state.update('count', c => c + payload);

export const decrement = (state, { payload = 1 }) =>
  state.update('count', c => c - payload);

export const reset = () => initialState;

Here, you see a very straightforward implementation of a reducer. It leverages the ImmutableJS API to create those nice little one-liners.

Here is how to use those reducers as actions in your views:

import React from "react";
import {connect, Component} from "shasta";
import actions from "../core/actions";

@connect({
  count: 'counter.count'
})
export default class Counter extends Component {

  render() {
    return <div>
      <h2>Counter</h2>

      <p>{this.props.count}</p>

      <button onClick={() => actions.counter.increment()}>
        Increment
      </button>
      <button onClick={() => actions.counter.decrement()}>
        Decrement
      </button>
      <button onClick={() => actions.counter.reset()}>
        Reset
      </button>
    </div>
  }
}

With our lookup file setup, there is nothing else to do. Your actions will automatically be available from all components in the actions.counter namespace.

The @connect annotation reminds a lot of Redux but it has been modified to work seamlessly with immutable data types.

Let’s fetch data!

Let’s create a api/chuck.js file:

import { createAction } from 'tahoe';
import { Schema } from 'normalizr';

const response = new Schema('some-response');

export const getRandomFact = createAction({
  endpoint: () => `http://api.icndb.com/jokes/random`,
  method: 'GET',
  model: response
});

Shasta has direct support for normalizr. This will help us store our entities in a normalized way as we will see in a moment.

Under the hood, Tahoe uses superagent to make HTTP requests.

Let’s see how to use this in a view:

import React from "react";
import {connect} from "shasta";
import actions from "../core/actions";
import DataComponent from "shasta-data-view";

@connect({
  joke: 'api.subsets.joke'
})
export default class ChuckFact extends DataComponent {

  resolveData () {
    actions.chuck.getRandomFact({
      subset: 'joke'
    });
  }

  renderLoader () {
    return (
      <div>
        Loading...
      </div>
    )
  }

  renderData ({joke}) {
    return <div>
      <h2>Chuck Norris Fact</h2>

      <p>{joke.getIn(['value', 'joke'])}</p>
    </div>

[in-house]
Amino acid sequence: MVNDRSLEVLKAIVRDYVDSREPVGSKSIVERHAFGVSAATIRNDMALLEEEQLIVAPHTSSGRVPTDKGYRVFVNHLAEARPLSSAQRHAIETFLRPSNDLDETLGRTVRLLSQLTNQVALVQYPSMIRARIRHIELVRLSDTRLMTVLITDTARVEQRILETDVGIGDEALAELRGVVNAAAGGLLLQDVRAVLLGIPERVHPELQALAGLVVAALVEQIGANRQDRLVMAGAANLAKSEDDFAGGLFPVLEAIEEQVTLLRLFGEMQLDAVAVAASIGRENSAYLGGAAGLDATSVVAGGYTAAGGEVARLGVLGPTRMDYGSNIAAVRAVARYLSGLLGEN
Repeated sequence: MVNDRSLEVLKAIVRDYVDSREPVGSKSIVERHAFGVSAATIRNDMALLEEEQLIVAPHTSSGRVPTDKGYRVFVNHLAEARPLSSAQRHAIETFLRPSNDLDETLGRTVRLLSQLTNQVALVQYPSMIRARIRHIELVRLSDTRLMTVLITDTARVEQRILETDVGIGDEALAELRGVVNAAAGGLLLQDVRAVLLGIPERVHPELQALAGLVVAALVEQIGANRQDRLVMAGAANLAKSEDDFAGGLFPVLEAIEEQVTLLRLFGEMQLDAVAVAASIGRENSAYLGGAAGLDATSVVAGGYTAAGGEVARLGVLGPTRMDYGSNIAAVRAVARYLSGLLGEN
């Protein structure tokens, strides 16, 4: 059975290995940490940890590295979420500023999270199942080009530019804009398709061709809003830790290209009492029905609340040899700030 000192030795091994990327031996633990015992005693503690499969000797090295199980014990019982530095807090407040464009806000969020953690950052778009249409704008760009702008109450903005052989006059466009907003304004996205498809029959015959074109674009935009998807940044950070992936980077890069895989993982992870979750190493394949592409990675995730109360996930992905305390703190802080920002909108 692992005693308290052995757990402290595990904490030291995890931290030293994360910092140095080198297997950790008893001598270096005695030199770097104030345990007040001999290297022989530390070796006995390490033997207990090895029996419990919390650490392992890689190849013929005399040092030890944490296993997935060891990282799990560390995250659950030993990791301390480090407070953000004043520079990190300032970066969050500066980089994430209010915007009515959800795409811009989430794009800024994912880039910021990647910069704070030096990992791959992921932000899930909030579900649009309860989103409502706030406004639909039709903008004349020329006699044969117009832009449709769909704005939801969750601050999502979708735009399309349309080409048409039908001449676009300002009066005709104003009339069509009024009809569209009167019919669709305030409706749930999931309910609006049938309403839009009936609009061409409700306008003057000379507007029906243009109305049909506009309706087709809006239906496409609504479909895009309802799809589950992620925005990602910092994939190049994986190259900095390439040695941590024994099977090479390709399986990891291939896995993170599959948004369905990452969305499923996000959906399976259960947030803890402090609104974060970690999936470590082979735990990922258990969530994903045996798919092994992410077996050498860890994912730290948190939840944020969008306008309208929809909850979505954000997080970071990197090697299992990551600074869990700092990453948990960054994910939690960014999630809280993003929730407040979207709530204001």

}

  renderErrors (errors) {
    console.error(errors);
    return (
      <div>
        There was an error fetching Chuck Norris facts
      </div>
    )
  }
}

Shasta has a DataComponent class that will help you manage the pattern of displaying a loading message while fetching the data, and errors if the request fail.

When using a Tahoe action, you can optionally specify a subset in which the fetched data will end up.

This is great to scope your fetch requests to a component. Here, our request ends up in the api.subsets.joke namespace.

Here is the JSON returned by our API so you can understand the getIn call:

{
  "type": "success",
  "value": {
    "id": 459,
    "joke": "Chuck Norris can solve the Towers of Hanoi in one move.",
    "categories": [
        "nerdy"
    ]
  }
}

Using normalizr

If we use a schema for the API call, we can tell normalizr that the value field in our JSON response is actually an entity.

As such, we will be able to retrieve it in the api.entities namespace.

const response = new Schema('response');
const joke = new Schema('jokes');

response.define({
  value: joke
});

Normalizr will create a map of jokes indexed by ids and store it in api.entities.jokes. Which allows us to write something like so:

@connect({
  jokes: 'api.entities.jokes'
})
export default class ChuckFact extends DataComponent {

  renderData ({jokes}) {
    const jokesEl = jokes.valueSeq().map((joke, id) => {
      return <div key={id}>{joke.get('joke')}</div>
    });

    return <div>
      <h2>Chuck Norris Fact</h2>

      {jokesEl}
    </div>
  }
}

We can also use a function in the @connect decorator:


const getFirstJoke = (store) => {
  return store.getIn(['api', 'subsets', 'myJoke', 'data', 'value', 'joke']);
};

@connect({
  joke: getFirstJoke
})
export default class ChuckFact extends DataComponent {

  resolveData () {
    actions.chuck.getRandomFact({
      subset: 'myJoke'
    });
  }

  renderData ({joke}) {
    return <div>
      <h2>Chuck Norris Fact</h2>

      {joke}
    </div>
  }
}

Conclusion

I’m very excited about Shasta. It solves a long-standing problem in the React community with an unmatched elegance.

It might be that piece that a lot of us have been missing in our projects.

Geoffroy Warin

Hello! I write codez

geowarin geowarin

Read more!